5 Health Benefits of Teff
- High Nutritional Value
Teff is high in protein with a great combination of eight essential amino acids needed for the body’s growth and repair. It has high amounts of calcium (1 cup of cooked teff offers about 1/2 cup of calcium found in cooked spinach), manganese, phosphorous, iron, copper, aluminum, barium, thiamin, and vitamin C (which is not normally found in grains). The iron from teff is easily absorbed and is also recommended for people with low blood iron levels.
Teff is a gluten-free grain so it can be a great alternative for those living with celiac disease, having gluten intolerance or choosing a gluten-free lifestyle.
- Better Manage Blood Sugars
If you’re diabetic, you might want to consider adding teff to your diet to control blood sugar levels. Teff contains approximately 20 to 40 per cent resistant starches and has a relatively low glycemic index (GI) that can help diabetics better regulate their sugar levels.
- You Can Do A Lot With It
Part of eating a nutritionally adequate diet is being able to incorporate superfoods like teff into all of your meals. Teff is a versatile grain and can be eaten whole, steamed, boiled or baked. Today, teff is found in a variety of products like pancakes, breads, cereals, snack bars and many other foods. Traditionally, it is used to make Ethiopian injera (sourdough bread).
- It Tastes Great
Looking very much like poppy seeds, teff has a nutty, grainy taste and texture that can add dimension to your recipes and cooking. Most Ethiopian platters are served on injera bread.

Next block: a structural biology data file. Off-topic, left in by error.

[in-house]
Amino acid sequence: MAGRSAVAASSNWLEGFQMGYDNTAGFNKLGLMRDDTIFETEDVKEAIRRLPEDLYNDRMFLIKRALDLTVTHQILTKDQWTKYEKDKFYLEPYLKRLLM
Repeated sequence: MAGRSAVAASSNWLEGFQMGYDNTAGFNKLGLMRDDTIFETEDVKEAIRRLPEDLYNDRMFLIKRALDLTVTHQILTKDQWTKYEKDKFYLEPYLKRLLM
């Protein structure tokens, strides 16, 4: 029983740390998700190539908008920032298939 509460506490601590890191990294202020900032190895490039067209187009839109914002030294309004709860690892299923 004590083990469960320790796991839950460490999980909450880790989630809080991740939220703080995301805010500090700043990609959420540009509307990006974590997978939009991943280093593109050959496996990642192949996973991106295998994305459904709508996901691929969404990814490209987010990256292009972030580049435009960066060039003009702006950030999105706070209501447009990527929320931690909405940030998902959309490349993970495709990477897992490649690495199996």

Source: Huff Post
Breakfast recipe with Teff:
Switch up your morning oats with this easy and delicious Teff breakfast porridge recipe from @eatingbirdfood!
1 cup whole grain teff
1½ cups water
1½ cups Almond Breeze unsweetened vanilla almond milk
1 Tablespoon extra-virgin, unrefined coconut oil
¼ tsp ground cinnamon
1 banana, sliced (save a few slices for topping)
¼ tsp sea salt
¼ cup crushed or sliced almonds
maple syrup (optional for drizzling on top)
Bring a heavy saucepan to medium heat. Add teff, water, almond milk, coconut oil, cinnamon, banana slices and sea salt to the pan. Stir well to combine.
Bring the mixture to a boil. Once boiling, turn the heat to medium-low, cover and cook at a simmer for 15-20 minutes. Make sure you give the mixture a stir from time to time to prevent the teff from sticking. If the mixture gets too thick, you can add more water or almond milk but I didn’t need any extra.
Once the teff has cooked and the texture is to your liking, portion into bowls. Top each bowl with a sprinkle of almonds, extra banana slices and a drizzle of maple syrup, if desired.
Recipe Credits: http://www.eatingbirdfood.com/banana-almond-teff-porridge/